This week data from Guido van der Werf of the Global Fire Emissions Database showed that carbon emissions from fires raging across Indonesia’s peatlands have surpassed 1.4 billion tons of CO2-equivalent, or more than the annual emissions of Japan. More conspicuously, the fires have triggered a spasm of air pollution that has mushroomed into a domestic health emergency and regional political crisis for Indonesia, with Indonesian companies seeing their products pulled from store shelves and facing multimillion dollar fines from the Singaporean government. That reaction comes on top of a steep dive in the Indonesian rupiah and a commodity market rout that has hit some of the country’s biggest exports, including oil, coal, palm oil, and rubber. These are dark days – literally and figuratively – for Indonesia.
Yet Indonesia’s public health crisis and ecological calamity presents President Joko Widodo – popularly known as Jokowi – with an opportunity to finally enact reforms in the forest and plantation sectors his predecessor Susilo Bambang Yudhoyono failed to implement. Jokowi has both the domestic support from citizens and business leaders to meaningfully adopt and implement policies that shift Indonesia away from practices that have wrecked the country’s forests and peatlands, heightened social conflict, eroded local food security, and made the country one of the world’s largest carbon polluters.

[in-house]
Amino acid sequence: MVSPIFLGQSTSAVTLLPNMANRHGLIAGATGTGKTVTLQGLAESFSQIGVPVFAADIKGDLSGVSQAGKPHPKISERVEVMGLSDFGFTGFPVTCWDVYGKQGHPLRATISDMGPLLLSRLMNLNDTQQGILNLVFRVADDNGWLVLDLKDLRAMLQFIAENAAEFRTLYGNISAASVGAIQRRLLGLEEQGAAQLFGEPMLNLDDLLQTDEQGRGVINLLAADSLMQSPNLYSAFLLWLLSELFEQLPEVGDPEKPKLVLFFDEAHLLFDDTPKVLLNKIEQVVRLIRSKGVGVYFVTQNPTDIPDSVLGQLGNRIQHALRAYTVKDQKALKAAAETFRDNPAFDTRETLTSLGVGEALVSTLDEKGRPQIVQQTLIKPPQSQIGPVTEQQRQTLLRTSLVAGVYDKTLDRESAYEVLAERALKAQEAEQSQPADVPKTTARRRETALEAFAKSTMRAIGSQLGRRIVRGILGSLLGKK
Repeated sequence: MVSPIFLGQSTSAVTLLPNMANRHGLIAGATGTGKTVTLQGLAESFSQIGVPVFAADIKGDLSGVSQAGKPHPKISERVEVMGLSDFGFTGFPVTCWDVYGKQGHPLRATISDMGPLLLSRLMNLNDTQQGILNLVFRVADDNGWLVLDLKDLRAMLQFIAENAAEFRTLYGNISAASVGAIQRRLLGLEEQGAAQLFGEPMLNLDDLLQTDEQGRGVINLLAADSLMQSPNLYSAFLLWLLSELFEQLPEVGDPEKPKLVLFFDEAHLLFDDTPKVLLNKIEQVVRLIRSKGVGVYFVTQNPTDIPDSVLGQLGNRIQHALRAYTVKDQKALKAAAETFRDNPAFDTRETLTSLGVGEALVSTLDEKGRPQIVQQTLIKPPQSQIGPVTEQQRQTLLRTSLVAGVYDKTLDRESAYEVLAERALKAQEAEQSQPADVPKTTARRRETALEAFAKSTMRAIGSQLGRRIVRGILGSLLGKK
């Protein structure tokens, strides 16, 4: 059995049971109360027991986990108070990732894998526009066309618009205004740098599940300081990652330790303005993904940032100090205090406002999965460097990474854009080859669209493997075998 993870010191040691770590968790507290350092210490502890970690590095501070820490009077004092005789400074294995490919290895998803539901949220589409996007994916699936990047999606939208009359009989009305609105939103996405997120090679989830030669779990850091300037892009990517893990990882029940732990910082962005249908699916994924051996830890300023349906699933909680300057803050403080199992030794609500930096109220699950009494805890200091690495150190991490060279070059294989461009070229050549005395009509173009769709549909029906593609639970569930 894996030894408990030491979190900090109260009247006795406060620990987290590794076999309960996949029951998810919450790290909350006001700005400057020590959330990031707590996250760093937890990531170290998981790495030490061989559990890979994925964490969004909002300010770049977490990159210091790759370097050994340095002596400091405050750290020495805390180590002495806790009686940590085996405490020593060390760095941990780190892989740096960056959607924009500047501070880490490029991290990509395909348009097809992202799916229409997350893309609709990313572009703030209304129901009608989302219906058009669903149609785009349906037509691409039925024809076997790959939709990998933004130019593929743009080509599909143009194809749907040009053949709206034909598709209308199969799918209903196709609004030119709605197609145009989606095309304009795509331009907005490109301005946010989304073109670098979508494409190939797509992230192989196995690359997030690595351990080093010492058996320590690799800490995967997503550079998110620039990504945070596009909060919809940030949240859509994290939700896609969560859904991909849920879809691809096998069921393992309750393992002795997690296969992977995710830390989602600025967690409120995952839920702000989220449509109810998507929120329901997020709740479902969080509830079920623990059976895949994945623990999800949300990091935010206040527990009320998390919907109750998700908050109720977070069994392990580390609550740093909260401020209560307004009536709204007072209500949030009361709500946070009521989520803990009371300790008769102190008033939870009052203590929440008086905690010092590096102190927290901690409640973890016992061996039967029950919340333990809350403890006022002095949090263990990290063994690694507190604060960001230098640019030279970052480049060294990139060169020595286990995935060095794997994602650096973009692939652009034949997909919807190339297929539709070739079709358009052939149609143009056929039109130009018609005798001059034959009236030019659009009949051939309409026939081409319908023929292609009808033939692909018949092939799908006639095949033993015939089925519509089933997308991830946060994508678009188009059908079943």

President Jokowi should seize this opportunity for definitive action in advance of his upcoming U.S. visit. Jokowi should use his visit with Obama, and his participation in the Paris climate meetings six weeks hence, to push for international support to help Indonesia root out the underlying problems that have created the current triple-lose crisis for his country’s environment, economy, and public health.